Some bars and liquor stores believe they have found a way to punish Russia for invading Ukraine: Remove Russian vodka from its shelves and promote Ukrainian brands.
“I woke up yesterday morning and saw that Russia had invaded Ukraine. You wonder what you can do,” said Bob Quay, owner of Bob’s Bar in Grand Rapids, Michigan. “The United States is obviously putting sanctions in place. I thought I would also put sanctions.”
Then, he removed the former Soviet brand Stolichnaya from his shelves and began promoting the Ukrainian Vektor.
“We put a sign on top that says: Support Ukraine,” he said.
When Quay announced this change via Facebook, “it was a success. People have arrived who have never been to the bar before.”
Actually, Stolichnaya, owned by Russian-born tycoon Yuri Shefler, is manufactured in Latvia.
On its website, the Stoli Group, a company specialized in the production of alcoholic beverages, states that “it is in favor of peace in Europe and in solidarity with the Ukrainian people.”
The Southern Spirits liquor store, in Indian Land, South Carolina, is making a big deal with Ukrainian Kozak vodka after removing Russian brands from its shelves.
“It’s running out much faster than we thought,” general manager Drew Podrebarac said. “It’s been incredible.”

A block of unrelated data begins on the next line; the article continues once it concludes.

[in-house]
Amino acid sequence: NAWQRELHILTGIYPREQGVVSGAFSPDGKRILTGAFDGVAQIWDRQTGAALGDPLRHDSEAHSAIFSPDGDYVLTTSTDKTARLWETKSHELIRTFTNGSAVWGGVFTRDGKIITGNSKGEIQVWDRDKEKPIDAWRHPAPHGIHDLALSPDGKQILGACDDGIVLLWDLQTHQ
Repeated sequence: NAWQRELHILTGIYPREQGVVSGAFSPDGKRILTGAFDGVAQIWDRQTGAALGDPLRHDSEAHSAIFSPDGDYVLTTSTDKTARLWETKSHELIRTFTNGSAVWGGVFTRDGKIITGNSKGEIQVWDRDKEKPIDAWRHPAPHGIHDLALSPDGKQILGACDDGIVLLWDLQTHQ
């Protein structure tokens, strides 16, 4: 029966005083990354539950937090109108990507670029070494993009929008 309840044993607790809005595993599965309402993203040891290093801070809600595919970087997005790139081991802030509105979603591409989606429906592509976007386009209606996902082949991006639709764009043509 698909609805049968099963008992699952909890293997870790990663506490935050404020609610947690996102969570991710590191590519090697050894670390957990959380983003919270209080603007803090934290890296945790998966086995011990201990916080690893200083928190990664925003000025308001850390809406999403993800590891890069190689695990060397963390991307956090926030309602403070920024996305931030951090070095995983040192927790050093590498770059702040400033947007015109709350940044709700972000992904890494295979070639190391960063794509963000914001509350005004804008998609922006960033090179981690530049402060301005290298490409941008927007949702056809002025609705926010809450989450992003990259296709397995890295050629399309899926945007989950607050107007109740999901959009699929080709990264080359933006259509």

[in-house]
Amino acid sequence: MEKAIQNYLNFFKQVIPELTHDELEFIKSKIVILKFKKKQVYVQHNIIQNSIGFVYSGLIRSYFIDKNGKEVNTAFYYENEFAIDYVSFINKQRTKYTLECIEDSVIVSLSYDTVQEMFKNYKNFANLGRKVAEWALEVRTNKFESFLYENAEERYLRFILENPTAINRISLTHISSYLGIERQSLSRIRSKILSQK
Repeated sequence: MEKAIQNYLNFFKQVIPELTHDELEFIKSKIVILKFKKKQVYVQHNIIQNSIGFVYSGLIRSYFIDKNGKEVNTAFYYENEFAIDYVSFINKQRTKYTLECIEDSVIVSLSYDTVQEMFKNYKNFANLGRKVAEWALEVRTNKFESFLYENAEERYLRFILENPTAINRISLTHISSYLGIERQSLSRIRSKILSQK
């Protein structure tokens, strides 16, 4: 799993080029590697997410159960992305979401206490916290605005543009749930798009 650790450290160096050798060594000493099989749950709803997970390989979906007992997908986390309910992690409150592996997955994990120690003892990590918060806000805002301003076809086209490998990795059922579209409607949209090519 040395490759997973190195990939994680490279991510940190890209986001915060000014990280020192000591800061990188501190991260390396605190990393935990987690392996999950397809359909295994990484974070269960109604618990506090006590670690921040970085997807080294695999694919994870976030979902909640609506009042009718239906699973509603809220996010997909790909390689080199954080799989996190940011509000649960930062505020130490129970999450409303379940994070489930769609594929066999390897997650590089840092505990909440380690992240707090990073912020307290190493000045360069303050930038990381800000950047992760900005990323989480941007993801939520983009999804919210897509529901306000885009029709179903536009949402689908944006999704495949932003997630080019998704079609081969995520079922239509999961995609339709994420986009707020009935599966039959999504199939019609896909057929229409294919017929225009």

The Magic Mountain ski resort in Londonderry, Vermont, posted a video on Twitter showing an employee pouring Stolichnaya down the drain and saying, “Sorry, we don’t serve Russian products here.”
The governors weren’t far behind either: Mike DeWine, governor of Ohio, ordered the state Department of Commerce to cease buying and selling Russian Standard, the only Russian vodka sold in Ohio through the Green Mark and Russian Standard brands. New Hampshire Gov. Chris Sununu signed an executive order requiring the state’s liquor establishments to recall Russian-made and branded alcohol.
In Canada, the Ontario Alcoholic Beverage Control Board (LCBO) announced Friday that “all products produced in Russia will be removed from LCBO channels,” including 679 from its stores across the province.
He also promised to accept the return of any Russian goods and stated that he “stands with Ukraine, its people and the Ukrainian-Canadian community here in Ontario.”
In Grand Rapids, Quay said it would not sell Russian products again. And he has taken another step: “I have commissioned a Ukrainian flag that I will place next week.”